Wednesday, 24 February 2010

The Children, Schools and Families Bill 2009

This new piece of legislation seems to be the subject of quite a few myths. On television and in newspaper articles, two claims are still being regularly made; local authorities will have a right to enter people's homes and that they will be able to speak to children alone. It is true that both these ideas were suggested by Graham Badman, but there was never the slightest chance of their becoming law. Let's have a look at the reality

Myth 1 Local authorities will be required to visit homes

Here is what the bill actually says;

"Arrangements made by an authority under this section shall include
arrangements made with a view to their—
visiting, at least once in the registration period, the place (or
at least one of the places) where education is provided to the

Unless parents are actually intent upon confrontation, the easiest thing to do will be to arrange to meet in the local library, on the grounds that this is, "one of the places where education is offered to the child". Some parents do this already, so the bill will not make any changes. The very fact that they have included the words, "at least one of the places" suggests that this is going to be fine.

Myth 2 Our children will be interviewed alone

The bill says;

Arrangements made under subsection (3) may, unless the child or a
parent of the child objects, provide for a meeting with the child at
which no parent of the child or other person providing education to
the child is present

In other words, this will only happen if both you and your child are happy for it to happen.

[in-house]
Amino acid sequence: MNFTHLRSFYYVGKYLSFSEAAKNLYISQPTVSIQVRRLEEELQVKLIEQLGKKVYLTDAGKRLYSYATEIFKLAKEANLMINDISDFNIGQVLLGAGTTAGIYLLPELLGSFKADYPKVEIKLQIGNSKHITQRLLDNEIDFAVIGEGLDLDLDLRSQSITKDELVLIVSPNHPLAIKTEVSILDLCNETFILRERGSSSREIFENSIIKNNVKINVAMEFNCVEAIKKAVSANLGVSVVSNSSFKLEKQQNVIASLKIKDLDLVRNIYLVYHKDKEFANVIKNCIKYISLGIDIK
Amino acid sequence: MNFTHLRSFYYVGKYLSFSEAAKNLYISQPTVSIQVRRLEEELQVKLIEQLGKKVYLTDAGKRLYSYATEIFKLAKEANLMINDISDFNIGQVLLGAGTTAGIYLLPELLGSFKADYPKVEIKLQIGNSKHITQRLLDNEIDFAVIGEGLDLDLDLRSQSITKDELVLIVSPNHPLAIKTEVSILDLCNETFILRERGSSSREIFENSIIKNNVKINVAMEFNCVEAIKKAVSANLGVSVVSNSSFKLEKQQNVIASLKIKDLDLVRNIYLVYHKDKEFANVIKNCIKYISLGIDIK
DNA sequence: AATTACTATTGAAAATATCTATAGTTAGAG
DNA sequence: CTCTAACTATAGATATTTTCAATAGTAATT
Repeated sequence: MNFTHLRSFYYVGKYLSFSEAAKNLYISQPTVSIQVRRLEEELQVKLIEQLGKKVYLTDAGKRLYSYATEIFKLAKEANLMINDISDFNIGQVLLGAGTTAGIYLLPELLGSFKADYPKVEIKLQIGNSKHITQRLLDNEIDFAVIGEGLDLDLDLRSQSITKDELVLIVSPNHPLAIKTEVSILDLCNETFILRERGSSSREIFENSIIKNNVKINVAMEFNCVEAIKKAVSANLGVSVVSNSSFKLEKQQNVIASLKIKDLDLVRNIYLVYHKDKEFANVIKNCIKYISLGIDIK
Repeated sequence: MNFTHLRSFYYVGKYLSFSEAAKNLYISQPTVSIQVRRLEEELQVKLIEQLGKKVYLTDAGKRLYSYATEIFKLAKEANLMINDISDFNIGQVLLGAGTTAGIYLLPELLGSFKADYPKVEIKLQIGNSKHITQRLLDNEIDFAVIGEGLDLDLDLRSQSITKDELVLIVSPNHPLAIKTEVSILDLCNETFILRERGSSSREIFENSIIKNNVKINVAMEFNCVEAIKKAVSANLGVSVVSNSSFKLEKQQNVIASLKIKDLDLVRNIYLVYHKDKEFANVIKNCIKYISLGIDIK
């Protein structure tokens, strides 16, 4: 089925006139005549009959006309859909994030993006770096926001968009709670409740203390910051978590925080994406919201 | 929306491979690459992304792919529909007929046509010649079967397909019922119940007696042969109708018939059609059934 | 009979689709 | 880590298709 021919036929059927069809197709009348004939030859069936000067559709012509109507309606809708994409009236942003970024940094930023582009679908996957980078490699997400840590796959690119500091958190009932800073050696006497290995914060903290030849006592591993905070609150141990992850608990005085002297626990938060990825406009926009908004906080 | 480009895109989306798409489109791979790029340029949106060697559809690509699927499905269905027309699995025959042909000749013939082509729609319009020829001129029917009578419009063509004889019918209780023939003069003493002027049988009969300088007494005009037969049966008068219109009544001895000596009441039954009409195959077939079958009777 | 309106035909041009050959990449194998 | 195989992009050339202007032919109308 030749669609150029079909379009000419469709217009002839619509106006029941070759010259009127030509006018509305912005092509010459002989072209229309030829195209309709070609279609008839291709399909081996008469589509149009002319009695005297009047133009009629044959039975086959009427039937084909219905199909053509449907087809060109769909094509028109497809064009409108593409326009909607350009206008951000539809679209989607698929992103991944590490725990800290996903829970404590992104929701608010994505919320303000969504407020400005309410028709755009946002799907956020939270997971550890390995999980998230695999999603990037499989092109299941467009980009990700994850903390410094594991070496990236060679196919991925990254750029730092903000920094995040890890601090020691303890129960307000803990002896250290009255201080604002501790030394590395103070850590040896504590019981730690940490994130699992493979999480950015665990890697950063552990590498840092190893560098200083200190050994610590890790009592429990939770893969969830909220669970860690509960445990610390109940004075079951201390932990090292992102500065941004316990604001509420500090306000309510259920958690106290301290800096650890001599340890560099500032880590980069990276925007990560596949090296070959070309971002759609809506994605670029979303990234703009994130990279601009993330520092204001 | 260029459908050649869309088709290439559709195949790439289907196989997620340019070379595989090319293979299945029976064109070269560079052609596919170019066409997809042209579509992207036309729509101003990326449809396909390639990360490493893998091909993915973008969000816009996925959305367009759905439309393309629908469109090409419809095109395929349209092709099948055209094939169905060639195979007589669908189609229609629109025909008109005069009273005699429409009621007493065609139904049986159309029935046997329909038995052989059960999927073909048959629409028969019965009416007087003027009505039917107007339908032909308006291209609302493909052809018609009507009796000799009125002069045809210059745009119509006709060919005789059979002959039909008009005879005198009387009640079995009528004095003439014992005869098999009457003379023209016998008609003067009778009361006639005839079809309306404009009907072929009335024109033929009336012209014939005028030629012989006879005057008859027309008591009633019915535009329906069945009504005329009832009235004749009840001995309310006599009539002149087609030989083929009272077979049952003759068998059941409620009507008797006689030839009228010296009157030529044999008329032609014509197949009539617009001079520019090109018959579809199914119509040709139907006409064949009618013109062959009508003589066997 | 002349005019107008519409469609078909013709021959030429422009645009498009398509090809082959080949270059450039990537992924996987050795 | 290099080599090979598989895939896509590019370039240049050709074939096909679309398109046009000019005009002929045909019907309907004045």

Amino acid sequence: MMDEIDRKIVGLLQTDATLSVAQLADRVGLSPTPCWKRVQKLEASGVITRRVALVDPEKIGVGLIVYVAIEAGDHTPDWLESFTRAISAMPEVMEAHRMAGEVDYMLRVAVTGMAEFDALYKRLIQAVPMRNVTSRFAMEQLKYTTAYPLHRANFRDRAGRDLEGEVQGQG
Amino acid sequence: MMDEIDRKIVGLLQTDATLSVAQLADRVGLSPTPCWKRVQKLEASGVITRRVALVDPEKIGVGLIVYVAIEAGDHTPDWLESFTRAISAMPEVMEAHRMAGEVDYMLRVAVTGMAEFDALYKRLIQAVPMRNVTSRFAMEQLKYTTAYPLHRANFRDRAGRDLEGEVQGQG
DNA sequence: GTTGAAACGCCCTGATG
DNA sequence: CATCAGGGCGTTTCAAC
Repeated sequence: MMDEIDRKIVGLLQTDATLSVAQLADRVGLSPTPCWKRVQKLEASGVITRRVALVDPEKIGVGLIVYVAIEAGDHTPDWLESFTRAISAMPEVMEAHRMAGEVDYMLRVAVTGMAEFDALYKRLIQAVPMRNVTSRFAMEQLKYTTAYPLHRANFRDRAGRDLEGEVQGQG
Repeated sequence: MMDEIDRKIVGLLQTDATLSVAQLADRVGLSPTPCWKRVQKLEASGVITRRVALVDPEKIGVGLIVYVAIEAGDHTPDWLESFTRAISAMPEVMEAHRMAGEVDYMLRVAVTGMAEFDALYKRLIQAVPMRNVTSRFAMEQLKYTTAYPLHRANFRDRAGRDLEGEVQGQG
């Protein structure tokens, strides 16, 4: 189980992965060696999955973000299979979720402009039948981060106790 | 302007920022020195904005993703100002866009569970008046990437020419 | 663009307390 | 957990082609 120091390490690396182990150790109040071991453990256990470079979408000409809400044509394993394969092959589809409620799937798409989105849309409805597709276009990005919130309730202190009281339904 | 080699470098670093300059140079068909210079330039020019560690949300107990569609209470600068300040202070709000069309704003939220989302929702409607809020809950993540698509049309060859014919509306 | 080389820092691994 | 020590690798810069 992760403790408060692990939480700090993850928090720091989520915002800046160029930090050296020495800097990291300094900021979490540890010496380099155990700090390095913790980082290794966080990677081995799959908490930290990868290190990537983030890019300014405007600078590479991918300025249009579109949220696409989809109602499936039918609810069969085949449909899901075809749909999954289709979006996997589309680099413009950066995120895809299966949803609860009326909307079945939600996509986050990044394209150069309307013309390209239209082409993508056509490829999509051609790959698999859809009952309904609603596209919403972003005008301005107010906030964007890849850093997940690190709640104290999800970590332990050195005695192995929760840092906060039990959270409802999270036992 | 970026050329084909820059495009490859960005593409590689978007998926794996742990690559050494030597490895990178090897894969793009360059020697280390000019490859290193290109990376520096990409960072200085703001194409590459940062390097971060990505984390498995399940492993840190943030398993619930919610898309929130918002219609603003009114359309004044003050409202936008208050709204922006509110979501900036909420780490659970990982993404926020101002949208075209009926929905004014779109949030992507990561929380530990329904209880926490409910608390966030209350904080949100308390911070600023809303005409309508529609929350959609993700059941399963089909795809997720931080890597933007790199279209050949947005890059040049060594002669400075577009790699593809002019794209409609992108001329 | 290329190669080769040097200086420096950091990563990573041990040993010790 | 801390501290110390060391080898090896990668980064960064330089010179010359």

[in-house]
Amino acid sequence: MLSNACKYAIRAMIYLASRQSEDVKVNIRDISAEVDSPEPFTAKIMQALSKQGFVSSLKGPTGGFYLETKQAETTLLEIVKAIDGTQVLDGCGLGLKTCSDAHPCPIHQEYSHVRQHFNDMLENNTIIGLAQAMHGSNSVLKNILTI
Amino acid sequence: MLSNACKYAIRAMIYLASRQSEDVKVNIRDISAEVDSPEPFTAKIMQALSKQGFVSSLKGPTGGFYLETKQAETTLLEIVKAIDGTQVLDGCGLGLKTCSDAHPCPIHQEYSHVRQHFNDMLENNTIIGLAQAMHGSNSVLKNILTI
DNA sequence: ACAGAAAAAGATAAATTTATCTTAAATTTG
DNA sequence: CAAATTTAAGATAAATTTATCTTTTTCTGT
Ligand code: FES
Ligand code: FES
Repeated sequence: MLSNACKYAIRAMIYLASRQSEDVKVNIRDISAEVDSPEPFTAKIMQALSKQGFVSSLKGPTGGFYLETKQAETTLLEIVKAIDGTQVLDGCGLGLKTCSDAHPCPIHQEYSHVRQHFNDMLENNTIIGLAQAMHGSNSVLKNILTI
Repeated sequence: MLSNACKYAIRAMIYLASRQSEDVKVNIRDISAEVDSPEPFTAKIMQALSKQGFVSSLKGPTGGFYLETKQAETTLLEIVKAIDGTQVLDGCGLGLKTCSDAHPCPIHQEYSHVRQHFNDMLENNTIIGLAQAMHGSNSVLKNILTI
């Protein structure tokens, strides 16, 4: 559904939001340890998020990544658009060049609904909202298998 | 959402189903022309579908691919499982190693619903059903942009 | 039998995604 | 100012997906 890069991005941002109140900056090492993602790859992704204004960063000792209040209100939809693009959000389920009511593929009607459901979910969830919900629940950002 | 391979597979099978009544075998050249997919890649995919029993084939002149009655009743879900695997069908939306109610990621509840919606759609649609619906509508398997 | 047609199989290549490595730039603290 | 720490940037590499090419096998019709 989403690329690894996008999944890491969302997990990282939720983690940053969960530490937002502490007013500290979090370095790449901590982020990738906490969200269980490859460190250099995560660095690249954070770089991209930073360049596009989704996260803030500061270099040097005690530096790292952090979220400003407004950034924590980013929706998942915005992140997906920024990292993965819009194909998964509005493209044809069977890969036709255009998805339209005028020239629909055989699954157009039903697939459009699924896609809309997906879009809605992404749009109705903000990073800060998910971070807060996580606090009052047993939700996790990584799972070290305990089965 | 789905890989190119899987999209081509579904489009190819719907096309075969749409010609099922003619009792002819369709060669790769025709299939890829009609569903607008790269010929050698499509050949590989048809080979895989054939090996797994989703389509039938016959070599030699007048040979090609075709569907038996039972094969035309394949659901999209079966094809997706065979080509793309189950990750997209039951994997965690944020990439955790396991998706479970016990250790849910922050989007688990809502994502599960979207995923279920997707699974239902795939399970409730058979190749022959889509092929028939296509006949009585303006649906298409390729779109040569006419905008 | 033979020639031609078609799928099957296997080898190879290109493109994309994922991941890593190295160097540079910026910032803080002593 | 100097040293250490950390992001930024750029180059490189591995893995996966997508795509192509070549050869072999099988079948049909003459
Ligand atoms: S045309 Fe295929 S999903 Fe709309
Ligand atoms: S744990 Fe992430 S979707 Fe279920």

Myth 3 The bill will not become law

When this bill was introduced in the Queen's speech in November, the government knew perfectly well that an election would have to be called by June this year. They took that into account when announcing their programme. The Children, Schools and Families Bill has raced through the Commons with no changes at all to the bits on home education. It will probably clear the Lords in the same way. If it does not do so, then there may be a bit of haggling during the so called "Wash up". Some of the bills introduced in the Queen's speech would then need to be dropped. It is unlikely that the government will want to ditch a bill about improving schools . More likely is that they will abandon some of the less important stuff such as the Cluster Munitions Prohibition Bill or the Digital Economy Bill. The Conservatives are far more anxious to prevent the Constitutional Reform and Governance Bill from getting onto the Statute Book, especially now that it includes a provision for the a referendum on AV. At a pinch, the government could force the thing through anyway in one day.